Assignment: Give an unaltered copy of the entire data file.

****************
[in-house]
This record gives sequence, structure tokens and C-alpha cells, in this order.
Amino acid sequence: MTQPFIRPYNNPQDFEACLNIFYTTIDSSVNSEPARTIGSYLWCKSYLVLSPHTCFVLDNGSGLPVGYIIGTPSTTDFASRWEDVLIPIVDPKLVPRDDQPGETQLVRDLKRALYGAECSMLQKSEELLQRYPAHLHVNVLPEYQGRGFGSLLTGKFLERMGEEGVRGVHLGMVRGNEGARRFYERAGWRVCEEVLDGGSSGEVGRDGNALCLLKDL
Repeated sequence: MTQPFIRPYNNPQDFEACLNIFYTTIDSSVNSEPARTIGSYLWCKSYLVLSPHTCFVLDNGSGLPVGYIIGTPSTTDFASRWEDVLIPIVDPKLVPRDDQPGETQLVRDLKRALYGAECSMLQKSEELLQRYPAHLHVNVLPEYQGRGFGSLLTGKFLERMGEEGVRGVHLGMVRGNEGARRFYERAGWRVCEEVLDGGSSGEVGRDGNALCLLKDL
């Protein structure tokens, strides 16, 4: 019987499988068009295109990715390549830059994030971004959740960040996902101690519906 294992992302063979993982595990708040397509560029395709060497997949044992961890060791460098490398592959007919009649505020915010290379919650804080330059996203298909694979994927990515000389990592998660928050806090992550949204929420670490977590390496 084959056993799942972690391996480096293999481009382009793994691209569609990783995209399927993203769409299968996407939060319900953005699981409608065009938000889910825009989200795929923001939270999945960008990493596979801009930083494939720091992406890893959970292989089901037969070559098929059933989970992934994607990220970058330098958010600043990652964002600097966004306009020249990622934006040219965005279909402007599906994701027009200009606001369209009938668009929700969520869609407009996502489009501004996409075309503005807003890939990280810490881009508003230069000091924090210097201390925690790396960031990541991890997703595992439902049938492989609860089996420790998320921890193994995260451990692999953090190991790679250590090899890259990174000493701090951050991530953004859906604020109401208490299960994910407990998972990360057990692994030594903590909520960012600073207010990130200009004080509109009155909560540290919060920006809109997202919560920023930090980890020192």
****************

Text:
[in-house]
This record gives sequence, structure tokens and C-alpha cells, in this order.
Amino acid sequence: MTQPFIRPYNNPQDFEACLNIFYTTIDSSVNSEPARTIGSYLWCKSYLVLSPHTCFVLDNGSGLPVGYIIGTPSTTDFASRWEDVLIPIVDPKLVPRDDQPGETQLVRDLKRALYGAECSMLQKSEELLQRYPAHLHVNVLPEYQGRGFGSLLTGKFLERMGEEGVRGVHLGMVRGNEGARRFYERAGWRVCEEVLDGGSSGEVGRDGNALCLLKDL
Repeated sequence: MTQPFIRPYNNPQDFEACLNIFYTTIDSSVNSEPARTIGSYLWCKSYLVLSPHTCFVLDNGSGLPVGYIIGTPSTTDFASRWEDVLIPIVDPKLVPRDDQPGETQLVRDLKRALYGAECSMLQKSEELLQRYPAHLHVNVLPEYQGRGFGSLLTGKFLERMGEEGVRGVHLGMVRGNEGARRFYERAGWRVCEEVLDGGSSGEVGRDGNALCLLKDL
């Protein structure tokens, strides 16, 4: 019987499988068009295109990715390549830059994030971004959740960040996902101690519906 294992992302063979993982595990708040397509560029395709060497997949044992961890060791460098490398592959007919009649505020915010290379919650804080330059996203298909694979994927990515000389990592998660928050806090992550949204929420670490977590390496 084959056993799942972690391996480096293999481009382009793994691209569609990783995209399927993203769409299968996407939060319900953005699981409608065009938000889910825009989200795929923001939270999945960008990493596979801009930083494939720091992406890893959970292989089901037969070559098929059933989970992934994607990220970058330098958010600043990652964002600097966004306009020249990622934006040219965005279909402007599906994701027009200009606001369209009938668009929700969520869609407009996502489009501004996409075309503005807003890939990280810490881009508003230069000091924090210097201390925690790396960031990541991890997703595992439902049938492989609860089996420790998320921890193994995260451990692999953090190991790679250590090899890259990174000493701090951050991530953004859906604020109401208490299960994910407990998972990360057990692994030594903590909520960012600073207010990130200009004080509109009155909560540290919060920006809109997202919560920023930090980890020192």